In the beginning scenes, director Robert Zemeckis (the Back to the Future trilogy, Forrest Gump, Castaway, Romancing the Stone, Death Becomes Her) keeps the audience on the edge of their seats. You could feel the tension in the air. This is definitely a movie you want to see in theaters or with surround sound. The harrowing noise of the plane’s inevitable deadly descent makes you feel like you are on the plane and crashing. Flight tells the story of Whip Whitaker, a commercial airline pilot who miraculously lands a plane after a midair malfunction, saving almost every soul. The subsequent events lead to a tale of self-destruction and self-sabotage. When accused of being high and drunk, (an alarmingly high blood alcohol content that would easily put at least two men on the floor) Whip goes on a downward spiral. Pilots have mostly been romanticized onscreen and (as seen with the squeaky clean, uber-religious co-pilot Ken Evans, played by Brian Geraghty) who offers a perfect foil to Whip’s laissez-faire approach to flying and life.
Christian undertones fly throughout the film with the crash site being near a church and during a baptism where the congregation were wearing white robes-an eerily angelic scene with amazing composition. There are some other scenes that really struck out to me. Whip is in the hospital and steps into a hallway to smoke where he meets Nicole (Kelly Reilly) and cancer patient (James Badge Dale in a stunning and short performance). In one of the very few scenes where Denzel is upstaged, the cancer patient operates as some sort of Greek chorus, providing insight on Whip and Nicole’s character. He absolutely steals the show. Although his time on the screen was short, he left the most lasting impression.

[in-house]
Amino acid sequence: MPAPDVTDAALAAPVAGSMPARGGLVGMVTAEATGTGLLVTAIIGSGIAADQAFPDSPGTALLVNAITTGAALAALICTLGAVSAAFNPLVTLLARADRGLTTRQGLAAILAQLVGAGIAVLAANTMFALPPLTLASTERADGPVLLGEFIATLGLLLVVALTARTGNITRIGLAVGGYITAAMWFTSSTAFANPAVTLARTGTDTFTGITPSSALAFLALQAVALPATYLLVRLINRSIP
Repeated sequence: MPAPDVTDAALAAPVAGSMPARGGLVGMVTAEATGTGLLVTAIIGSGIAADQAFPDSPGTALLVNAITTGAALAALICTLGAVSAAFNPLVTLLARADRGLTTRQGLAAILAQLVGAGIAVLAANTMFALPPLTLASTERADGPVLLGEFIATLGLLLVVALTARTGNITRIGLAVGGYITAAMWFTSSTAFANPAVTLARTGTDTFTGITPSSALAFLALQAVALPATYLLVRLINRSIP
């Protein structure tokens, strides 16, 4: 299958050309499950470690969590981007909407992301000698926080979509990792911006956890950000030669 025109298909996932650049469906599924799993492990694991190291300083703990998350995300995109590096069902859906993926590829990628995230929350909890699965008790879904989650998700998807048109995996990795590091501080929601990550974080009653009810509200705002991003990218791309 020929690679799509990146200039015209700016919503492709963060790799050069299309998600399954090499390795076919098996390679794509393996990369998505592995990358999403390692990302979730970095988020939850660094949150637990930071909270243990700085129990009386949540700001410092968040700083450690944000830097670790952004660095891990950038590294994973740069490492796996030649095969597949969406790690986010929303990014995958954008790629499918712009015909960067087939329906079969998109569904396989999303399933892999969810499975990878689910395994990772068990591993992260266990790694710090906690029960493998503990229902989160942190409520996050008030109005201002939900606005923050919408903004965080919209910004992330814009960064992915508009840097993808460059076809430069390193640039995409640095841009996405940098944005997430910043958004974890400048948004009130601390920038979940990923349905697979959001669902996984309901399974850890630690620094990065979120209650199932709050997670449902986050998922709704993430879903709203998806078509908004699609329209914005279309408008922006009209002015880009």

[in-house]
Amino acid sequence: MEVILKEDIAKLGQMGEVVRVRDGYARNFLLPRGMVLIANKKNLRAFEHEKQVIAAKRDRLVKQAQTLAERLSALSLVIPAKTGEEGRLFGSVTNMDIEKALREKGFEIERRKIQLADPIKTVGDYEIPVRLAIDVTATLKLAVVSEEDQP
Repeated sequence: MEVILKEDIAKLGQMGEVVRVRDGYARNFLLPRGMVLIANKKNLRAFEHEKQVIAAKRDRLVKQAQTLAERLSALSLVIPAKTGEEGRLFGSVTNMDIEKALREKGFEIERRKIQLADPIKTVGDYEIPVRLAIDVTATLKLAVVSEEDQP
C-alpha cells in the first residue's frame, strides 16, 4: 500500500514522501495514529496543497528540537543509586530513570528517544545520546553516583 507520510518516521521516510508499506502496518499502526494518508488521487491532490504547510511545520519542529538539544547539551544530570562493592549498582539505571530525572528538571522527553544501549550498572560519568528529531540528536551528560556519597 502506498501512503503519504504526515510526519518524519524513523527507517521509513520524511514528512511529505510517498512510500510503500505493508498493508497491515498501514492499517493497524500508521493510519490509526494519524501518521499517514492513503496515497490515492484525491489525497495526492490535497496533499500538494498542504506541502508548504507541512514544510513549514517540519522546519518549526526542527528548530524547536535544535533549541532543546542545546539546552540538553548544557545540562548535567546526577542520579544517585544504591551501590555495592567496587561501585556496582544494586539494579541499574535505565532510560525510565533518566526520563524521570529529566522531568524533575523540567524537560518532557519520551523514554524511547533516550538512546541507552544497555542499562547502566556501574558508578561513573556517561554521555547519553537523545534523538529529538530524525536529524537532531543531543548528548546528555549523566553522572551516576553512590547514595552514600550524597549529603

The female characters fell flat, mainly due to their lack of screen time. They all played important roles: Tamara Tunie as Margaret the moral compass, Reilly as Nicole-the love interest who is troubled but has a heart of gold, Nadine Velazquez as Katerina, the sexy vixen who’s the real catalyst for a change in Whip’s life; and of course Melissa Leo as Ellen Block-the stern agent investigating the case. But their limited screen time doesn’t leave a lasting impression like the cancer patient. I feel like their talents were underutilized here.
This isn’t a real departure from Zemeckis’ past work-which is fine because he’s a talented filmmaker. The only major downfall of the film is that it relies on all too familiar archetypes and I wished it would have diverted a little bit. But overall it’s a solid movie with Oscar written all over it for Denzel Washington. I strongly recommend checking it out in theaters as opposed to VOD or Netflix.
Posted by BKcinematic on November 18, 2012